Running Gigabit Internet between 100m to 5km

Documenting my project to get Gigabit internet speeds to my house which is greater than 100m away from the ISP

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This project is to document how to run Gigabit internet between 100m and 5km from an ISP to wherever you want it. For my setup, I only had to go 213m ( for which the ISP quoted $36,000 to run cable internet to my home), but the setup easily scales up to 5km. The cost of this system was under $2000.

Being in a rural area, for a number of years our only internet option was DSL. Recently, cable internet with speeds nearing 1 Gpbs had been extended in our area, but only to where our gravel road meets the county road, just a quarter mile away from our house. The quote from the ISP for running it along our gravel road to the house was $36,000.

Fortunately for us, one of the cable ports along the main line was placed at the edge of our property, 700 ft away from our house. It was just a matter of running it that distance while keeping the speed and keeping latency to a minimum.

As this is too far for a single ethernet connection, we decided to use fiber optic cable instead. However, the equipment needed to be remotely powered. To accomplish this, we set up the equipment as shown below.

  • 1 × Cable Modem Netgear CM2000 (DOCIS 3.1)
  • 1 × MPPT Charge Controller Renogy Rover 40A
  • 2 × 100W Solar Panels Renogy
  • 1 × 200 Ah AGM battery Renogy
  • 2 × Media Converter FS

View all 7 components

  • Running the Fiber Optic Cable

    Peter McCloud12/03/2022 at 03:34 0 comments

    The biggest issue with running 700 ft of fiber optic cable is making sure the cable is sufficiently protected. Ideally, I should run a conduit the entire way with the cable inside. However about 85% of it runs though a forest. In addition to massive amount of trenching, I also didn't want to damage tree roots.

    I did have alternative, which was a wire fence already running along the property line (see picture below). While it's not underground, it would be easy enough to wire tie to the fence and prevent it from be stepped on.

    Since it was going to be exposed to the elements, I did want some protection. After doing some research, I found some armored fiber optic cable. Around the glass fiber is a steel coil, wrapped with a UV resistant outer layer.

    After using weather resistant zip ties (black) to attach the able along the fence, the last section was run underground in conduit. Just be sure to respect the minimum bend radius.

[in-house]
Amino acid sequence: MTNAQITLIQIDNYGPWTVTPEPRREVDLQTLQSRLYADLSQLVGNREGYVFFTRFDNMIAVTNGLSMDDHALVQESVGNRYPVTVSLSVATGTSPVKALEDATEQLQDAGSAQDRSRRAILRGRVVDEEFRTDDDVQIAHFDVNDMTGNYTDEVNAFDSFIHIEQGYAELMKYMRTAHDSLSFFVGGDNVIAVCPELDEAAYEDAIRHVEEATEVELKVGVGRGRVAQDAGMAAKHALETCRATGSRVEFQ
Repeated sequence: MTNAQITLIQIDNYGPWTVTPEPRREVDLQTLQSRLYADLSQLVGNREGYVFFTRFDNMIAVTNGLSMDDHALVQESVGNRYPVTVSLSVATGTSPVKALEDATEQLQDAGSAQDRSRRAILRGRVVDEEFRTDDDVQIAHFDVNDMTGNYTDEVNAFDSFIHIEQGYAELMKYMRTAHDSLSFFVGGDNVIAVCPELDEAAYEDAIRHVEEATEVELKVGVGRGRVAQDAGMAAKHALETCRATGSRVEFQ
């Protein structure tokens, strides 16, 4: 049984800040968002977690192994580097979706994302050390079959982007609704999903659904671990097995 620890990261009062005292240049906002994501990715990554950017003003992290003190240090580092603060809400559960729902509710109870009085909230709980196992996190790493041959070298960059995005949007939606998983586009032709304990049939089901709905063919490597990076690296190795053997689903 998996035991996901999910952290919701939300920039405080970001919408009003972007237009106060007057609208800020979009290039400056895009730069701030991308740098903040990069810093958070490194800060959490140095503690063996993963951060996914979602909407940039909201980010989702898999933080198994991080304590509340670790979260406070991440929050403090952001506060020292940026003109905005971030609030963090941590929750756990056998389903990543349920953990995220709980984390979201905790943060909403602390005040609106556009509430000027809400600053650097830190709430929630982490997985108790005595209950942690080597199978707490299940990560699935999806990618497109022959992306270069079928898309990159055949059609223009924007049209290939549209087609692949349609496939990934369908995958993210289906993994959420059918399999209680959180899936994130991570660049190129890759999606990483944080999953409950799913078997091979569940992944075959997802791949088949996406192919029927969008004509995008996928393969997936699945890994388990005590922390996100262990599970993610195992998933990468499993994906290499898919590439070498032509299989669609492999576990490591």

• Choosing and Powering the Electronics

    Peter McCloud12/02/2022 at 19:14 0 comments

    In the previous log, I laid out the reasons for choosing fiber optic cable for carrying the internet connection from the ISP to the house. This leaves the issue of powering the cable modem 700 ft (213 m) away from our house.

    Running power that far leads to big expensive wires to deal with the voltage drop. Power from the utility company is available at the street, but the lines for our house are located elsewhere and a new power drop would have cost about $5000. On top of that, there's a minimum monthly charge of $15/month.

    Given those costs, a solar power setup makes a lot more sense. In order to minimize the cost of the system, I wanted to choose electronics with low power requirements. I also knew that I wanted electronics that I could power directly from 12VDC to eliminate power losses involving an inverter.

    The first item I needed was a cable modem. I wanted to support Gigabit speeds, but not have WiFi or any other features that would increase the power requirements. The cable modem I settled on was the Netgear CM2000. It's DOCSIS 3.1 capable, supporting speeds up to 2.5 Gpbs. It also had one of the lowest power requirements, which was 1.5 amps at 12VDC (18W).

    The media converter was a bit harder to find. Turns out that most of the media converters converting 1 Gbps Ethernet to Fiber run on 5V DC. This could have been workable, but it would have meant adding extra electronics (and power) to set down to 5V.

    There was one provider, FS, that had a media converter than could take 5-12V DC. It supports 1 Gbps and draws less than 3W.